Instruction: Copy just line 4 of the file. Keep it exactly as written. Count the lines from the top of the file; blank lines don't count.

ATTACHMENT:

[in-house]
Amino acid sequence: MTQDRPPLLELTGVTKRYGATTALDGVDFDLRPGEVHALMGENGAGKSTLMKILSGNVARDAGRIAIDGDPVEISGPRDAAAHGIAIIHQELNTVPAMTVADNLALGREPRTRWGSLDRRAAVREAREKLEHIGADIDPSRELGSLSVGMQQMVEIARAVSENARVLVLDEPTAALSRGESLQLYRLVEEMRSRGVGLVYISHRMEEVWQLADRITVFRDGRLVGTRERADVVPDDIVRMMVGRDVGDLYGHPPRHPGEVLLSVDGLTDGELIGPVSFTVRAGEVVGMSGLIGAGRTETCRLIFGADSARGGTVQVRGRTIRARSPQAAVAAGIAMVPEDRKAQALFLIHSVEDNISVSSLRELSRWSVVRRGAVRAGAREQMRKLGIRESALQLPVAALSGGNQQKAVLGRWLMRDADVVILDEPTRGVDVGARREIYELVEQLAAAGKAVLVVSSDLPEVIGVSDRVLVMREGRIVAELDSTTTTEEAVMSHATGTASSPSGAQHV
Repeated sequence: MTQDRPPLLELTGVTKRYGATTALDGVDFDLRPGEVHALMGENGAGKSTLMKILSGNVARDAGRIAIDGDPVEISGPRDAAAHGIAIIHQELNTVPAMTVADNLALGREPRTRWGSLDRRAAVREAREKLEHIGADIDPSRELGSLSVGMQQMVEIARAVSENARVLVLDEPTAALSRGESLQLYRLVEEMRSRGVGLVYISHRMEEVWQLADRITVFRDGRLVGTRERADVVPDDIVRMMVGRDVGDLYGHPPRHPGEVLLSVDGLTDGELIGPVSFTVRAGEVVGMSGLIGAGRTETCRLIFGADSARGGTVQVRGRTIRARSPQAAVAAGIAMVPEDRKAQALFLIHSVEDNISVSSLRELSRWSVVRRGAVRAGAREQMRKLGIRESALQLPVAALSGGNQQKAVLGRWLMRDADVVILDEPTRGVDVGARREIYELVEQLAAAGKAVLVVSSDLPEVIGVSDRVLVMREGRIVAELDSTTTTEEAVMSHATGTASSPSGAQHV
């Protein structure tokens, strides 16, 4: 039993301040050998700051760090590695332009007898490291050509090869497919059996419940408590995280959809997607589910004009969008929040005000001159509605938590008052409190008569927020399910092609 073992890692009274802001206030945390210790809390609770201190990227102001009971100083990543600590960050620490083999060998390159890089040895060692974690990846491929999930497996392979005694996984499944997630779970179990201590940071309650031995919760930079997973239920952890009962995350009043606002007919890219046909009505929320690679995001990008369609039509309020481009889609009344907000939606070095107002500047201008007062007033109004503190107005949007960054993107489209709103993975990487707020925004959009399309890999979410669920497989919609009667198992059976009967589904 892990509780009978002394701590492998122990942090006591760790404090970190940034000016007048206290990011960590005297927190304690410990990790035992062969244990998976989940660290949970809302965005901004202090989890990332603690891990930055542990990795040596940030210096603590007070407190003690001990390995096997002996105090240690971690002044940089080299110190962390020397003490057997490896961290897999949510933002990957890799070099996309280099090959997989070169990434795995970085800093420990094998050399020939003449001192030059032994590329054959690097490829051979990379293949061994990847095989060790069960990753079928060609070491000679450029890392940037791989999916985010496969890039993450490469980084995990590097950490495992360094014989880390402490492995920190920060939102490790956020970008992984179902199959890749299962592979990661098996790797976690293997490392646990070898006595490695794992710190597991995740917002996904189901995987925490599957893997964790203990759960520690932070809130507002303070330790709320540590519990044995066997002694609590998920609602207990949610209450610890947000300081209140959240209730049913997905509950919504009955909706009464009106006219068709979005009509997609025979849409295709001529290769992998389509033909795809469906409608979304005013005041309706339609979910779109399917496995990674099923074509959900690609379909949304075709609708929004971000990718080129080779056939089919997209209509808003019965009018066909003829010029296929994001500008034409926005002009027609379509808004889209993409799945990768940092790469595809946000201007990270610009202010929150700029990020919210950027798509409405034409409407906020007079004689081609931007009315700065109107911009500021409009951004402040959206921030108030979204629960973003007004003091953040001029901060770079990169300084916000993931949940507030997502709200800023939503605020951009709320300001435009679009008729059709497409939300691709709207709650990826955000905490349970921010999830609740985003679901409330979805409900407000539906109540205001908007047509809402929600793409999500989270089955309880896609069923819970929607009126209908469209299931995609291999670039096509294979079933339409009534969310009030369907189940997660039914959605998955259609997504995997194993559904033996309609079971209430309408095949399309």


């Protein structure tokens, strides 16, 4: 039993301040050998700051760090590695332009007898490291050509090869497919059996419940408590995280959809997607589910004009969008929040005000001159509605938590008052409190008569927020399910092609 073992890692009274802001206030945390210790809390609770201190990227102001009971100083990543600590960050620490083999060998390159890089040895060692974690990846491929999930497996392979005694996984499944997630779970179990201590940071309650031995919760930079997973239920952890009962995350009043606002007919890219046909009505929320690679995001990008369609039509309020481009889609009344907000939606070095107002500047201008007062007033109004503190107005949007960054993107489209709103993975990487707020925004959009399309890999979410669920497989919609009667198992059976009967589904 892990509780009978002394701590492998122990942090006591760790404090970190940034000016007048206290990011960590005297927190304690410990990790035992062969244990998976989940660290949970809302965005901004202090989890990332603690891990930055542990990795040596940030210096603590007070407190003690001990390995096997002996105090240690971690002044940089080299110190962390020397003490057997490896961290897999949510933002990957890799070099996309280099090959997989070169990434795995970085800093420990094998050399020939003449001192030059032994590329054959690097490829051979990379293949061994990847095989060790069960990753079928060609070491000679450029890392940037791989999916985010496969890039993450490469980084995990590097950490495992360094014989880390402490492995920190920060939102490790956020970008992984179902199959890749299962592979990661098996790797976690293997490392646990070898006595490695794992710190597991995740917002996904189901995987925490599957893997964790203990759960520690932070809130507002303070330790709320540590519990044995066997002694609590998920609602207990949610209450610890947000300081209140959240209730049913997905509950919504009955909706009464009106006219068709979005009509997609025979849409295709001529290769992998389509033909795809469906409608979304005013005041309706339609979910779109399917496995990674099923074509959900690609379909949304075709609708929004971000990718080129080779056939089919997209209509808003019965009018066909003829010029296929994001500008034409926005002009027609379509808004889209993409799945990768940092790469595809946000201007990270610009202010929150700029990020919210950027798509409405034409409407906020007079004689081609931007009315700065109107911009500021409009951004402040959206921030108030979204629960973003007004003091953040001029901060770079990169300084916000993931949940507030997502709200800023939503605020951009709320300001435009679009008729059709497409939300691709709207709650990826955000905490349970921010999830609740985003679901409330979805409900407000539906109540205001908007047509809402929600793409999500989270089955309880896609069923819970929607009126209908469209299931995609291999670039096509294979079933339409009534969310009030369907189940997660039914959605998955259609997504995997194993559904033996309609079971209430309408095949399309």